Almost forgot to mention that I’m scheduled, before bringing our younger daughter back for Christmas, to meet Fictioneers Sharon (newpillowbook) and Rich on Monday in Philly.  Pictures are sure to follow!!  

Doug photo-15

To Be or Not To Be

There it sat.
Looking real, features in place, calculations done, the detritus of their efforts everywhere.
It just sat there.

“Why can’t we do it?”
“No idea.  We’ve tried everything, even cloning, and done it right.  It just won’t sustain life.”
“We could email Dr. Joyce for more self-building molecules.”
“Didn’t work before.”
“Maybe it’s climate change. I’ll search online again.”

“Look!  Isn’t that a bit of ice over there?  Maybe there was something just for a minute or two.”

“I still think…”
“Don’t go there again!!”
“It’s Christmas.  Couldn’t we try ‘Let there be…’ just once?”


To read more about Dr. Joyce’s efforts, you may start here:

I love Friday Fictioneers, but sometimes it seems that it was just Friday (or Wednesday) only a few days ago.   Or is it just me?  If that’s the worst problem I ever have, I’ll be very fortunate!!  Rochelle, merci beaucoup for hosting and thanks to Rich for the picture.  Happy birthday to Ted, Kent, Mary, my mom (born on Pearl Harbor day), and any other December birthday folks!  (Rochelle, if you’re amassing birthdays, Bill’s and mine are both in March.)  🙂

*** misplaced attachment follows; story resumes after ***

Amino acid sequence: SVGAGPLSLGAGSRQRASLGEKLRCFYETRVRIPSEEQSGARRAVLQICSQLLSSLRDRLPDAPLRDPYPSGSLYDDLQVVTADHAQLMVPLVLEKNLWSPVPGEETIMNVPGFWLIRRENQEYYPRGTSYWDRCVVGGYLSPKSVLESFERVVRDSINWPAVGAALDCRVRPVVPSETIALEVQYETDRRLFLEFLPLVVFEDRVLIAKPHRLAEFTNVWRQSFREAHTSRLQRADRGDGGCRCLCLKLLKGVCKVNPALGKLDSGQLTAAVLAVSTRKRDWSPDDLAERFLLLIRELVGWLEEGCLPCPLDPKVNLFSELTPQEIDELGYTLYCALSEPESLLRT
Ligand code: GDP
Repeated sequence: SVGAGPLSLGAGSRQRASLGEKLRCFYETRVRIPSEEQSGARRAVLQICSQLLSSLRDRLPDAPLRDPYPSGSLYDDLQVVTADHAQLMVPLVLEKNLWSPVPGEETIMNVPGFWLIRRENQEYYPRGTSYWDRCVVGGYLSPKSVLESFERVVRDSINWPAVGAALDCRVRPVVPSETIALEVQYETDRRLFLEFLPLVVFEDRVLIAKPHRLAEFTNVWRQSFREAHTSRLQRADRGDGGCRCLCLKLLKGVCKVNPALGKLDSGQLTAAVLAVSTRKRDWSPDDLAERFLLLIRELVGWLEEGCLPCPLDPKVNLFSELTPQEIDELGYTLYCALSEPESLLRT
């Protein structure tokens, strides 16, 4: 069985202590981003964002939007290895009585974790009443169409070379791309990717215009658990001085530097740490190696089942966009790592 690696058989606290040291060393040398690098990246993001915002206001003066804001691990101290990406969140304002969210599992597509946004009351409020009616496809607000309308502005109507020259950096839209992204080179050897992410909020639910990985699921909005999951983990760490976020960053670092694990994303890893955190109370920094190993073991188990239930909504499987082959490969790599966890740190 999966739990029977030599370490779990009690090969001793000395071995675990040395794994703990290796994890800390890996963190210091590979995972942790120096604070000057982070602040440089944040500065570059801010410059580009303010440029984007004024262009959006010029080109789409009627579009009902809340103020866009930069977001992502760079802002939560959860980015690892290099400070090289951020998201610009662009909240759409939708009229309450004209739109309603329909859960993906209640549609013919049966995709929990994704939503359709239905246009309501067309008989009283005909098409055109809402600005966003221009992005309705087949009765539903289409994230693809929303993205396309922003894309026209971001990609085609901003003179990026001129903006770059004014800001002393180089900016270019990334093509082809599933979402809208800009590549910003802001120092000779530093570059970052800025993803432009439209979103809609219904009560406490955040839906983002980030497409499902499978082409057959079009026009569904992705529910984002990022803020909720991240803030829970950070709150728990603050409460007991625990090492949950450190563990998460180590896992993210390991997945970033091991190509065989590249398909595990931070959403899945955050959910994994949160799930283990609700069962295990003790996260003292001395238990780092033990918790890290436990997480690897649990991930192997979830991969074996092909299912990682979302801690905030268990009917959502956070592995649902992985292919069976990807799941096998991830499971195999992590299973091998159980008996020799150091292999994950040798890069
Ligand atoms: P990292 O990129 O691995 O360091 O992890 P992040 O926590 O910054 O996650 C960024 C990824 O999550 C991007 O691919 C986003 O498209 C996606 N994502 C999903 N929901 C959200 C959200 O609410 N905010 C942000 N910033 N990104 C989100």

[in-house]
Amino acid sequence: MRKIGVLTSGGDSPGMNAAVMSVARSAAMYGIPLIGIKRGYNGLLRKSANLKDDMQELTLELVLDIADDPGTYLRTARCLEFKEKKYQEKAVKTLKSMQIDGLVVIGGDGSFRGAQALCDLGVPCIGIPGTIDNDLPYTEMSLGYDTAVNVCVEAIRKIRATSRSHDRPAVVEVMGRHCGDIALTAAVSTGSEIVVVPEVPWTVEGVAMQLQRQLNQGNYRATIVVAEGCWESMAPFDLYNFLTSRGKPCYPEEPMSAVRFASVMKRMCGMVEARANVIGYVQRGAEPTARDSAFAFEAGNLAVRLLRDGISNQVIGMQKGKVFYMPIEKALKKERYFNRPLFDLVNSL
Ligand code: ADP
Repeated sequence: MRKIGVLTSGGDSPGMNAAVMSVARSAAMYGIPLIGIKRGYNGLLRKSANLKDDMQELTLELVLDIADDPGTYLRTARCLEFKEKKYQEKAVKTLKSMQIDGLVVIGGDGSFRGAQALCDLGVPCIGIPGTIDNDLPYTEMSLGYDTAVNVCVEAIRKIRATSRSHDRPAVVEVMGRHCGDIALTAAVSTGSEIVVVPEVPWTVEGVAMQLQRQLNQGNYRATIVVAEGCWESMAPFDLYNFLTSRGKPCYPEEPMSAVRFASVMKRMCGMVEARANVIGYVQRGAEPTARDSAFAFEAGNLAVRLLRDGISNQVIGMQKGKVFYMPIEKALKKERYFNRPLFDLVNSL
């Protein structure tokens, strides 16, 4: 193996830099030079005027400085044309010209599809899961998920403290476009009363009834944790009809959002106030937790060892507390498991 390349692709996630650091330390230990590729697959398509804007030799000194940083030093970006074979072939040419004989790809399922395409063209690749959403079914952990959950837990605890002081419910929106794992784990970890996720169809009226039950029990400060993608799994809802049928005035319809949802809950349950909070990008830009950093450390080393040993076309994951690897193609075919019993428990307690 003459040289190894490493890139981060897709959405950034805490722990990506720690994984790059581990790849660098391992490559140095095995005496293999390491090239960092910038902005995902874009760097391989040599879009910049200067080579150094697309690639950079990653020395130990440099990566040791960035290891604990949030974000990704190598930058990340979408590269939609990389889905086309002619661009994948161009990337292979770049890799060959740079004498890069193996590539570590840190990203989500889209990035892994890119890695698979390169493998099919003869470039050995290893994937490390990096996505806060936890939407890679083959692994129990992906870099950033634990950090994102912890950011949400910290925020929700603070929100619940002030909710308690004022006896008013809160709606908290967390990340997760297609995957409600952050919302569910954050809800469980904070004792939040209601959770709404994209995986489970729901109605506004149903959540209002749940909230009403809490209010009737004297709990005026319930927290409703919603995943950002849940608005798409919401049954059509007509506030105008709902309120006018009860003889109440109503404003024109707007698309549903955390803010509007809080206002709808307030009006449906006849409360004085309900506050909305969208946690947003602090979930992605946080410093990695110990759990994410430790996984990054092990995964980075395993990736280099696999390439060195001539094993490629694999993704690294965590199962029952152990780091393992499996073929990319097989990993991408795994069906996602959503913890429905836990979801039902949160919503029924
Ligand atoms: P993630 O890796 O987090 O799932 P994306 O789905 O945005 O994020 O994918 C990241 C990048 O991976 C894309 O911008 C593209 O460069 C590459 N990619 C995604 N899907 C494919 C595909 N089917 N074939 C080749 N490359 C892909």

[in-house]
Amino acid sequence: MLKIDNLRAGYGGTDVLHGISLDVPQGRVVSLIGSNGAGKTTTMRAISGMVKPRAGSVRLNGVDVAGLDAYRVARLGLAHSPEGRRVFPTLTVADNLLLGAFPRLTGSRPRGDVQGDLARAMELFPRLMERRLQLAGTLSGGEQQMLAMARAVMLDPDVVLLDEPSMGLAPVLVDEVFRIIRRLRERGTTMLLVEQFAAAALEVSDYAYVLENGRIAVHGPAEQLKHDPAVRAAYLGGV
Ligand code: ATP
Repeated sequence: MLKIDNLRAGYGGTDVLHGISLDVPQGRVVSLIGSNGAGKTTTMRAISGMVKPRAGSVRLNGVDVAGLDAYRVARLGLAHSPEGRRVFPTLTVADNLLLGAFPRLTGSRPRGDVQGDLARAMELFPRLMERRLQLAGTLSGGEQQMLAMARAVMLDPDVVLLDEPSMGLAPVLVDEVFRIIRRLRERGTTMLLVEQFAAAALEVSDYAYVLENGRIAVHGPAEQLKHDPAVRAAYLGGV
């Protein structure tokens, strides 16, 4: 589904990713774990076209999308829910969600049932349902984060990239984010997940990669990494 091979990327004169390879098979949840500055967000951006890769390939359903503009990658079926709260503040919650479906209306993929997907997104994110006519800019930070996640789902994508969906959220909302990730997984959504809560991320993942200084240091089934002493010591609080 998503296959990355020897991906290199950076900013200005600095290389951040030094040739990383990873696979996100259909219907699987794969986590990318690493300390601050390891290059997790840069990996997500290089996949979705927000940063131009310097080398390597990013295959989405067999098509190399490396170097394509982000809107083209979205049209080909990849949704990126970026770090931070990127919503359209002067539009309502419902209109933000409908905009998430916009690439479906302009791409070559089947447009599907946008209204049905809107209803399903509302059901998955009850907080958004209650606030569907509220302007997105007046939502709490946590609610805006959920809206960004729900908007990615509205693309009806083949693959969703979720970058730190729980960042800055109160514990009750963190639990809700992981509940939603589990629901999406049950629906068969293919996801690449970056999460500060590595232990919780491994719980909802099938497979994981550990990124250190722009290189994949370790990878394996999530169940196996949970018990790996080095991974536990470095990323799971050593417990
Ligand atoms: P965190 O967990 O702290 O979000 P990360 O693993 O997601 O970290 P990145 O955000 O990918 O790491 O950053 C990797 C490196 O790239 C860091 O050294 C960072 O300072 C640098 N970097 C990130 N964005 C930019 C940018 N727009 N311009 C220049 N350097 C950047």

My first thought was someone at the end of life thinking of all the choices made, one inside each door.  However, something ran amok inside my head and what emerged was a riff on that idea.  Or maybe just riff-raff.  Who can say?

100_7262-1 copyright Rich Voza

The Big Cheese
The Gjetost of Christmas Past

His mind wandered.  So many choices throughout his life.  Not all perfect, but he was satisfied.  Head of Dewey, Cheatum and Howe, Attorneys-at-Law, (plural intentional but deceptive—no other power here), people averted their gazes when he passed, feared him.  Life was good!

A knock.


“A Mr. Gjetost to see you.”  Fat Tim, AKA“Tiny”, handed him a card, departing silently but for his limp.

What the dickens?  This guy’s a Norwegian cheese?  Ebenezeer scrutinized the card.  Mr. G. H. Ost.  Tim and names!  Wonder what this guy wants?